Gateway: Interpreting and being Gay

On Friday, July 21 I received the following email from Ted, the Teaching Pastor at Gateway:

Your ears were probably burning last night, because we were talking about you at the Gay/Lesbian small group. Don’t worry. Everyone who knew you went around the circle and said what an awesome guy you are and what an example you are to them of a Christ-follower. We started talking about you because someone in the group asked about what would happen if a gay person wanted to lead at Gateway. I recalled a conversation that you and I had at Einsteins probably 4 years ago. You told me your story and about your desire to serve God through doing deaf interpretation. I explained to you that I was excited about that. Even back then, though, it was the policy of Gateway to make sure that all spiritual leaders were walking with God in a pure and healthy way and could serve as examples to anyone who looked at their lives. While I think you may have had a different opinion in regards to the application of that policy to gays, we both agreed that your role was not necessarily a spiritual leadership position.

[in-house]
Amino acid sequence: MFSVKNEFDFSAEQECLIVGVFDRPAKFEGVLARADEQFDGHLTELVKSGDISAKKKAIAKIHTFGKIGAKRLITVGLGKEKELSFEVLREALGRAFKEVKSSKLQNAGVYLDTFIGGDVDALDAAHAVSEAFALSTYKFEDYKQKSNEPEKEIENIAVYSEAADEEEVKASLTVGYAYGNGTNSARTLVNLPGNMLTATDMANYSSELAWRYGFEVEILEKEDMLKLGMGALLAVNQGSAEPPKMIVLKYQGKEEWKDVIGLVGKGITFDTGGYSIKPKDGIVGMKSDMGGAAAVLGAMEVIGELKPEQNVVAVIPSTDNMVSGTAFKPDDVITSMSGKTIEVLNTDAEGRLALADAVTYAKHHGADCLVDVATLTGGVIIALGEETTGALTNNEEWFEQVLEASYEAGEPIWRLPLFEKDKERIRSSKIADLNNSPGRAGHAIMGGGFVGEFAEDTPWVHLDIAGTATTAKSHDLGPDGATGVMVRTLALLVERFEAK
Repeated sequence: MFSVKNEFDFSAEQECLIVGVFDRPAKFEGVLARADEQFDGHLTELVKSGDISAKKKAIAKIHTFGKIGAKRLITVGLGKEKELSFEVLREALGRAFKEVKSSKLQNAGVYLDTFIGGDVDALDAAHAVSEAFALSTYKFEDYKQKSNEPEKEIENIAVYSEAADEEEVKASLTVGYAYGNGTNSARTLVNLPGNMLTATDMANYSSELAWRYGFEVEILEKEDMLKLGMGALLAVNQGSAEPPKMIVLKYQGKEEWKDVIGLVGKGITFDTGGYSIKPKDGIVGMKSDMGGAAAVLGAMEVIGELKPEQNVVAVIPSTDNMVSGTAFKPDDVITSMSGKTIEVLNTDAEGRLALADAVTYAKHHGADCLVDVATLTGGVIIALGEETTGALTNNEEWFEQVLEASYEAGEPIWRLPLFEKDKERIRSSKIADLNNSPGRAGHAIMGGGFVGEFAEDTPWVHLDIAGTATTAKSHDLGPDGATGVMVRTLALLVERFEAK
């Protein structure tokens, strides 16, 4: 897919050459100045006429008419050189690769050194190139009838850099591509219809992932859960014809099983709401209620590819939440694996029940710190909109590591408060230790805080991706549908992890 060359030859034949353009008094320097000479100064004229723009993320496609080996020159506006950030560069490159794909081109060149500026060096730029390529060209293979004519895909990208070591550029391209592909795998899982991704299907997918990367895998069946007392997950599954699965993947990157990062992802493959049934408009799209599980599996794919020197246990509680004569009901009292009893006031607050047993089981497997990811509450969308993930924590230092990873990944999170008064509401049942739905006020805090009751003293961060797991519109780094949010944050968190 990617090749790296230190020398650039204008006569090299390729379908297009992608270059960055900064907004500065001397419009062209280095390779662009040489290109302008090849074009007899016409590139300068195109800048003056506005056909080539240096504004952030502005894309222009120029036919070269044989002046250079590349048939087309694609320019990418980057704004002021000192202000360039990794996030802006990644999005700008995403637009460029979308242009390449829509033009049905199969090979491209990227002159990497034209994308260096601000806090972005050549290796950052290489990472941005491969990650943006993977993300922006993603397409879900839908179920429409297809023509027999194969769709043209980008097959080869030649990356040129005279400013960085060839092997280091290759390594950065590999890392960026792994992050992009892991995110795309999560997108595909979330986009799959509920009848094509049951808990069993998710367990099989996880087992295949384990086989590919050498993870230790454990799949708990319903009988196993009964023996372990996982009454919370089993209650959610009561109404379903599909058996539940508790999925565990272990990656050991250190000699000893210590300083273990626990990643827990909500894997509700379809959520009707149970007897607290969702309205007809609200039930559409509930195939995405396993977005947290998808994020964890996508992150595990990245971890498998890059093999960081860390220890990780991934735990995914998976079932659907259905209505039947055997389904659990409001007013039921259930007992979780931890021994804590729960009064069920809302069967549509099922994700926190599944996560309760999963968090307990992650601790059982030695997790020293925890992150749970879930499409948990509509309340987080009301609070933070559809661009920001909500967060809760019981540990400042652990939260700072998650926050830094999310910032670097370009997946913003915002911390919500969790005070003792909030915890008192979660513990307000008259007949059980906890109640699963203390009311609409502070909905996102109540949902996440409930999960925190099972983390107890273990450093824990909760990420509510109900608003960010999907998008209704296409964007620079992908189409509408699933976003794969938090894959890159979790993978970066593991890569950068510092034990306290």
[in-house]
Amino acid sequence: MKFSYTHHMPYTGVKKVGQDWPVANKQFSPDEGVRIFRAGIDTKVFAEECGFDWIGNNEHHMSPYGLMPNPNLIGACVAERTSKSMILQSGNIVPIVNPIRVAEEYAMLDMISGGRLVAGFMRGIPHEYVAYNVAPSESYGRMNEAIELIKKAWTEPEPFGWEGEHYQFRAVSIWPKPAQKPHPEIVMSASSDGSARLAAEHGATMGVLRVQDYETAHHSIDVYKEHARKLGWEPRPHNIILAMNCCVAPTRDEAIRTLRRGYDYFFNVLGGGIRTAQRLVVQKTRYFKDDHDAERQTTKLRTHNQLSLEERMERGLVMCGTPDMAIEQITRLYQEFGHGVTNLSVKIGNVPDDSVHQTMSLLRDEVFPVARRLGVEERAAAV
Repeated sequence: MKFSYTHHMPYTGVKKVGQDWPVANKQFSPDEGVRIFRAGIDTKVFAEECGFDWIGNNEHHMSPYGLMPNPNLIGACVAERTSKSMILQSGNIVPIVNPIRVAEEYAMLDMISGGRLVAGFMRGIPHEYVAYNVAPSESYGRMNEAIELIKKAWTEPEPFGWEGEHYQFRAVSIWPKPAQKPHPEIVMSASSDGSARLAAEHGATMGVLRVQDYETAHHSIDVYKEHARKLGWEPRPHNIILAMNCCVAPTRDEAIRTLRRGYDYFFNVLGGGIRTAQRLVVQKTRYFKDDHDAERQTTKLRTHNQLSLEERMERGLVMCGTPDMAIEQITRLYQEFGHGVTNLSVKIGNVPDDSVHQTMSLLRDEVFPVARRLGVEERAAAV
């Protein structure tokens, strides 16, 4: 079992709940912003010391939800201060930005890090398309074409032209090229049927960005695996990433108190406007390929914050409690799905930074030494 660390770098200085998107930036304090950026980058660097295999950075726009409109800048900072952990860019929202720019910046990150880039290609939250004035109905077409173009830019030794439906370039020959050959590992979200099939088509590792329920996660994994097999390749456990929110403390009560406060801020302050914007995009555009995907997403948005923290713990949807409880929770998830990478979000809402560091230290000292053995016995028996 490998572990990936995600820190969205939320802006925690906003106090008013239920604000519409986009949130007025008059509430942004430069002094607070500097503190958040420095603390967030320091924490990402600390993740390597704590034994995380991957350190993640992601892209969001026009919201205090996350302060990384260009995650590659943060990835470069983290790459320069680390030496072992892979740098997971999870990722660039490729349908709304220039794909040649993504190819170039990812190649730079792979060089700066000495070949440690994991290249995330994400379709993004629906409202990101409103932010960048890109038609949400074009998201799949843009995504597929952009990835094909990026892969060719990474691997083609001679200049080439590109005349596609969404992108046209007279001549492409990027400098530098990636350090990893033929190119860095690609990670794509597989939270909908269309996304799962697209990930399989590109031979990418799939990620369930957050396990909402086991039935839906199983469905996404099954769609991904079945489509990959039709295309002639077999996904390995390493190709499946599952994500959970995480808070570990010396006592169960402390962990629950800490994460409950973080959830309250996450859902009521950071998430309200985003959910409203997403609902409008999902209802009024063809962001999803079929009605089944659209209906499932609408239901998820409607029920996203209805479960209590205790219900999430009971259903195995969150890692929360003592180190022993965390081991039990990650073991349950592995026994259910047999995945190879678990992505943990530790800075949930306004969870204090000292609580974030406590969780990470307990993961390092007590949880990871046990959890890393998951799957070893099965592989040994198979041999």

Fast-forward to a few months ago . . . Gary Foran, our Small Groups Pastor, was introducing some people to you after a church service. I believe they had a son or daughter that was interested in studying sign language. Anyway, while you all were talking, you introduced Benjamin as your “partner” to these folks. These were people who didn’t go to Gateway, and Gary felt very uncomfortable about what they would think.